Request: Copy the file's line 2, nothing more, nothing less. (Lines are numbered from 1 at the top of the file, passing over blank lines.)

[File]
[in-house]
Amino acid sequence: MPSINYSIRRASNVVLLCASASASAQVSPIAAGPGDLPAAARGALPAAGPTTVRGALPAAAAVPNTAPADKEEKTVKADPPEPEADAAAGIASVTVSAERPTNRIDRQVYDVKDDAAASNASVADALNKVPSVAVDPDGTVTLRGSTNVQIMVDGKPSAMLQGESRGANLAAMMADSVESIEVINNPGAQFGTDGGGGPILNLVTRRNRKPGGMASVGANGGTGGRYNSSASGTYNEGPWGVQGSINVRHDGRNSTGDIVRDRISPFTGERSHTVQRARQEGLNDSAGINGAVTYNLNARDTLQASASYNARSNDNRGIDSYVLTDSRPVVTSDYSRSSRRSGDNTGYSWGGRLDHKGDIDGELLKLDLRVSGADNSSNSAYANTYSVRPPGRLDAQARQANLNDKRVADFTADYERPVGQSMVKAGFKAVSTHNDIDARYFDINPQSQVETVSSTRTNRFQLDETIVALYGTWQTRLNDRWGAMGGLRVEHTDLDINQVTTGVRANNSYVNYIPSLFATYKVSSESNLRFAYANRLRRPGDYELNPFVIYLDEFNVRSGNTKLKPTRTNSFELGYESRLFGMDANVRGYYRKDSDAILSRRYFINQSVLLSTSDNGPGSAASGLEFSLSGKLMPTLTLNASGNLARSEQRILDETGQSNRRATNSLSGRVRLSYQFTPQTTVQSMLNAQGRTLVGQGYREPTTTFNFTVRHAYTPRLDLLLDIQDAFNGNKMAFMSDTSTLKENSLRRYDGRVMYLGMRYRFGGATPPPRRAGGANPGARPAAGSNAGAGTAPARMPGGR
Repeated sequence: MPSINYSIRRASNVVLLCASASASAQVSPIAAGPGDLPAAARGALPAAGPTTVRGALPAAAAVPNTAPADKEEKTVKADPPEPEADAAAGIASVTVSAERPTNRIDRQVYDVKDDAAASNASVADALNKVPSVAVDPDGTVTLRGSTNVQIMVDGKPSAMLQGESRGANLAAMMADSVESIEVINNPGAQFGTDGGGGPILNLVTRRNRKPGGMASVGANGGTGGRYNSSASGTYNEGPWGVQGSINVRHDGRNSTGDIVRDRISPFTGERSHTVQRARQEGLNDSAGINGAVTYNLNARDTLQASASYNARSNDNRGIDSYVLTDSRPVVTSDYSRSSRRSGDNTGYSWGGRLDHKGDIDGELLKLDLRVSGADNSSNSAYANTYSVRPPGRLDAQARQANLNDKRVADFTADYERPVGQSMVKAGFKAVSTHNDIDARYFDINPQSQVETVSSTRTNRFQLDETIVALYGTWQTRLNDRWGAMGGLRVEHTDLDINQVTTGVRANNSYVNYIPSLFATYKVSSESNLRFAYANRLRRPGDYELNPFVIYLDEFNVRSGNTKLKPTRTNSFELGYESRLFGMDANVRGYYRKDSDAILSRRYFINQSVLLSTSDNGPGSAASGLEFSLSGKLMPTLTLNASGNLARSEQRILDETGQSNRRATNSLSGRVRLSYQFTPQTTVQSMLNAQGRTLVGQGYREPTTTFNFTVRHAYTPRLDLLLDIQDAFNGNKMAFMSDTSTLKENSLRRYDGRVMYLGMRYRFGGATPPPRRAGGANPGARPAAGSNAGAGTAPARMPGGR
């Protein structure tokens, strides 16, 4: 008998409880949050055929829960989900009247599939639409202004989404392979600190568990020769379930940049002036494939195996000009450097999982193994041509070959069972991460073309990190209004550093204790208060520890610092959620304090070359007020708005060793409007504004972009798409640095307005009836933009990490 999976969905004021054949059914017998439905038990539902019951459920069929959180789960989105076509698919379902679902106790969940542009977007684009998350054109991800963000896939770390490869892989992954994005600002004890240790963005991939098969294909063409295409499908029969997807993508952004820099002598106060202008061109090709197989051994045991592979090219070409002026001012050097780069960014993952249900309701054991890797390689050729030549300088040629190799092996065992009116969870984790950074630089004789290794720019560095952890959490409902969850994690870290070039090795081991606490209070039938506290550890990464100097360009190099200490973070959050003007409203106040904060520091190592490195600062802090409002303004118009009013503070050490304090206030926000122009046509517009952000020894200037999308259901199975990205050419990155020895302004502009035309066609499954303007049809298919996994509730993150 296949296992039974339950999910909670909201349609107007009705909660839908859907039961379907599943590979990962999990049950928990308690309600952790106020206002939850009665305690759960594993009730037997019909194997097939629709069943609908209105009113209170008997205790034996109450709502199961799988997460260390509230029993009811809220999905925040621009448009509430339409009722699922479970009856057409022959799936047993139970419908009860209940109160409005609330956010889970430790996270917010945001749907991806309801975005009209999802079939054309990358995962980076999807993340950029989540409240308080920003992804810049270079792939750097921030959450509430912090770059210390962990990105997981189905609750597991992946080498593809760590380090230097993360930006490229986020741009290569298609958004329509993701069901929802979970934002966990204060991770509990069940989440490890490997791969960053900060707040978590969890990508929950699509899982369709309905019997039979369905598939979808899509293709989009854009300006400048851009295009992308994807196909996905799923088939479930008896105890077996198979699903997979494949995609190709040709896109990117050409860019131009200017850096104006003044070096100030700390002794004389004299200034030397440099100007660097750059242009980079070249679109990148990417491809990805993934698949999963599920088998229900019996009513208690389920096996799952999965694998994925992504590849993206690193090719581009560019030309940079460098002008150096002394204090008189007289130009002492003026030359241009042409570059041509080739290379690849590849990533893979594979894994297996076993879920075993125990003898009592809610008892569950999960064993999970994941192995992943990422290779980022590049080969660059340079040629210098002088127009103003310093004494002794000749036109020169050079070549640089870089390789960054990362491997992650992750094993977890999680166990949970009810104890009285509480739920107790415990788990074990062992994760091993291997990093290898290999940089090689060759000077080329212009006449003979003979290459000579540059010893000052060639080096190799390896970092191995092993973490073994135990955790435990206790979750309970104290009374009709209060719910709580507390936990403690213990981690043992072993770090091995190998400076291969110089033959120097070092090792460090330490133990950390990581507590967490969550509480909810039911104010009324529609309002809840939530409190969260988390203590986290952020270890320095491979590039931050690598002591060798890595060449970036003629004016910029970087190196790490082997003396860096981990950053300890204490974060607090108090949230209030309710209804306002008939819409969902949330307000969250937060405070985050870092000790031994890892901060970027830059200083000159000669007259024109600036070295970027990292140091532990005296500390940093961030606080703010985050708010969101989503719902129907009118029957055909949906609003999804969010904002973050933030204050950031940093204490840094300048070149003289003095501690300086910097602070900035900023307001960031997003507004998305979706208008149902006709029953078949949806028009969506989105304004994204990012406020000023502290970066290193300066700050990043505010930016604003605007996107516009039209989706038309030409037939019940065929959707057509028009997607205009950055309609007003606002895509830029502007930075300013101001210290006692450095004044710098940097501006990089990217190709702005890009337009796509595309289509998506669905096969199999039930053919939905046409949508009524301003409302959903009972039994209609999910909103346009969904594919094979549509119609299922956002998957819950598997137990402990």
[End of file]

Amino acid sequence: MPSINYSIRRASNVVLLCASASASAQVSPIAAGPGDLPAAARGALPAAGPTTVRGALPAAAAVPNTAPADKEEKTVKADPPEPEADAAAGIASVTVSAERPTNRIDRQVYDVKDDAAASNASVADALNKVPSVAVDPDGTVTLRGSTNVQIMVDGKPSAMLQGESRGANLAAMMADSVESIEVINNPGAQFGTDGGGGPILNLVTRRNRKPGGMASVGANGGTGGRYNSSASGTYNEGPWGVQGSINVRHDGRNSTGDIVRDRISPFTGERSHTVQRARQEGLNDSAGINGAVTYNLNARDTLQASASYNARSNDNRGIDSYVLTDSRPVVTSDYSRSSRRSGDNTGYSWGGRLDHKGDIDGELLKLDLRVSGADNSSNSAYANTYSVRPPGRLDAQARQANLNDKRVADFTADYERPVGQSMVKAGFKAVSTHNDIDARYFDINPQSQVETVSSTRTNRFQLDETIVALYGTWQTRLNDRWGAMGGLRVEHTDLDINQVTTGVRANNSYVNYIPSLFATYKVSSESNLRFAYANRLRRPGDYELNPFVIYLDEFNVRSGNTKLKPTRTNSFELGYESRLFGMDANVRGYYRKDSDAILSRRYFINQSVLLSTSDNGPGSAASGLEFSLSGKLMPTLTLNASGNLARSEQRILDETGQSNRRATNSLSGRVRLSYQFTPQTTVQSMLNAQGRTLVGQGYREPTTTFNFTVRHAYTPRLDLLLDIQDAFNGNKMAFMSDTSTLKENSLRRYDGRVMYLGMRYRFGGATPPPRRAGGANPGARPAAGSNAGAGTAPARMPGGR